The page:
TOPEKA, Kan. (AP) _ Kansas Attorney General Derek Schmidt has a new top assistant. Schmidt announced last week that Jeff Chanay (CHAY'-nee) is the new deputy chief attorney general. Chanay previously led the office's civil litigation division. Chanay joined the attorney general's staff when Schmidt took office in January 2011. He'd previously had a private law practice in Topeka for 24 years. As chief deputy, he'll replace John Campbell, who'd also been with Schmidt from the beginning of his tenure but stepped down for health reasons. Campbell began working in the attorney general's office in 1981, rising to chief deputy in 1995, under Republican Carla Stovall. He worked as the Insurance Department's chief counsel for eight years, starting in 2003, before returning to the attorney general's office in 2011.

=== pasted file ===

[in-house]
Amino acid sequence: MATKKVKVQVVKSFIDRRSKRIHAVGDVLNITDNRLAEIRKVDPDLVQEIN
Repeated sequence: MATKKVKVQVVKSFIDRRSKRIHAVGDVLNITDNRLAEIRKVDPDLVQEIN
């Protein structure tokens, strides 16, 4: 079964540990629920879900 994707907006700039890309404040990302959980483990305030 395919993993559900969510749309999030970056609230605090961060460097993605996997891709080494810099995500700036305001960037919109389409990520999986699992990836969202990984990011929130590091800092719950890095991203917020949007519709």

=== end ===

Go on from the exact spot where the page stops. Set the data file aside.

Respiratory Illness Hits Hundreds of KC-Area Kids
KANSAS CITY, Mo. (AP) — A Kansas City pediatric hospital has treated hundreds of young children for a respiratory illness that has symptoms similar to a common cold that more typically is seen during winter months. Children's Mercy Hospital spokesman Jake Jacobson says the facility has been seeing about 30 new patients a day who have been sickened by human enterovirus 68, with a total of about 450 cases as of Tuesday. While the virus hits children with underlying conditions such as asthma harder than others and has resulted in about 15 percent of the cases being placed in intensive care, most patients are simply urged to stay hydrated and sent home. The Missouri Department of Health issued a health alert saying St. Louis hospitals also have seen an increase in pediatric respiratory illnesses.
3 Fatally Shot, 2 Wounded in Kansas City Homes